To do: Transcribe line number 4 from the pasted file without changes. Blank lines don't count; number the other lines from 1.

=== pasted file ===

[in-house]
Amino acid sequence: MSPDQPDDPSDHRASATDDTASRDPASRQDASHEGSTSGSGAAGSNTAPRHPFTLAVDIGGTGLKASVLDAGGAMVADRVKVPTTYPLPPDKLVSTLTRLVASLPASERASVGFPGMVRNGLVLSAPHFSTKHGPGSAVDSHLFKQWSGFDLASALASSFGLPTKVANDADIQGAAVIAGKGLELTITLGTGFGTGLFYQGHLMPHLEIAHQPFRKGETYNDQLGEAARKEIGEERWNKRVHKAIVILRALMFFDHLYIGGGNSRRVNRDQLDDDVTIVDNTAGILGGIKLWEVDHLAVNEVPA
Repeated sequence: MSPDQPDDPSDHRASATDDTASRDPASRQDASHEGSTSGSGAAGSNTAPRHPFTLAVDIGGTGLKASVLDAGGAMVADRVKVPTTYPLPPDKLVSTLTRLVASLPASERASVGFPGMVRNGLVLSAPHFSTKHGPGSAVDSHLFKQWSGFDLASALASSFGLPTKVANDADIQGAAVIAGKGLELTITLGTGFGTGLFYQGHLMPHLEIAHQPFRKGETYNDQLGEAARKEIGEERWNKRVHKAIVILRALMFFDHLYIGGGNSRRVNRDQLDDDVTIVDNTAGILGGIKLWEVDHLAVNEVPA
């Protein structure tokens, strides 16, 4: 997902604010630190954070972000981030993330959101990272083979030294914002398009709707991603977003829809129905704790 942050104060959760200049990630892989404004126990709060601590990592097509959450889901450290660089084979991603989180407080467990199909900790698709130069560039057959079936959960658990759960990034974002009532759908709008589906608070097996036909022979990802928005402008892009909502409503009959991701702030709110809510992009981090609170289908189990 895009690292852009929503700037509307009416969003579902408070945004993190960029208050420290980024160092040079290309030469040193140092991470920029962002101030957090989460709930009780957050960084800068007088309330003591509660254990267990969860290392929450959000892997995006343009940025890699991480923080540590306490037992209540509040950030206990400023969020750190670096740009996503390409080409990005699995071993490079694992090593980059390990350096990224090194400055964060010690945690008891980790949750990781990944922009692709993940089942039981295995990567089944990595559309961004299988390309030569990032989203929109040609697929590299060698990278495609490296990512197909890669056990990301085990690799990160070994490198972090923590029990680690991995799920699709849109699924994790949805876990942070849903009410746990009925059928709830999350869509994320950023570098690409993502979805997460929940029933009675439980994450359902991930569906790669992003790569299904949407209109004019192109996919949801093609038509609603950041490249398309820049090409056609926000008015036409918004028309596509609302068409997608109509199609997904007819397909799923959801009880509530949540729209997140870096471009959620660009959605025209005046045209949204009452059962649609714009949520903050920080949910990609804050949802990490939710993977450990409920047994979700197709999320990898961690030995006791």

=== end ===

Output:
């Protein structure tokens, strides 16, 4: 997902604010630190954070972000981030993330959101990272083979030294914002398009709707991603977003829809129905704790 942050104060959760200049990630892989404004126990709060601590990592097509959450889901450290660089084979991603989180407080467990199909900790698709130069560039057959079936959960658990759960990034974002009532759908709008589906608070097996036909022979990802928005402008892009909502409503009959991701702030709110809510992009981090609170289908189990 895009690292852009929503700037509307009416969003579902408070945004993190960029208050420290980024160092040079290309030469040193140092991470920029962002101030957090989460709930009780957050960084800068007088309330003591509660254990267990969860290392929450959000892997995006343009940025890699991480923080540590306490037992209540509040950030206990400023969020750190670096740009996503390409080409990005699995071993490079694992090593980059390990350096990224090194400055964060010690945690008891980790949750990781990944922009692709993940089942039981295995990567089944990595559309961004299988390309030569990032989203929109040609697929590299060698990278495609490296990512197909890669056990990301085990690799990160070994490198972090923590029990680690991995799920699709849109699924994790949805876990942070849903009410746990009925059928709830999350869509994320950023570098690409993502979805997460929940029933009675439980994450359902991930569906790669992003790569299904949407209109004019192109996919949801093609038509609603950041490249398309820049090409056609926000008015036409918004028309596509609302068409997608109509199609997904007819397909799923959801009880509530949540729209997140870096471009959620660009959605025209005046045209949204009452059962649609714009949520903050920080949910990609804050949802990490939710993977450990409920047994979700197709999320990898961690030995006791």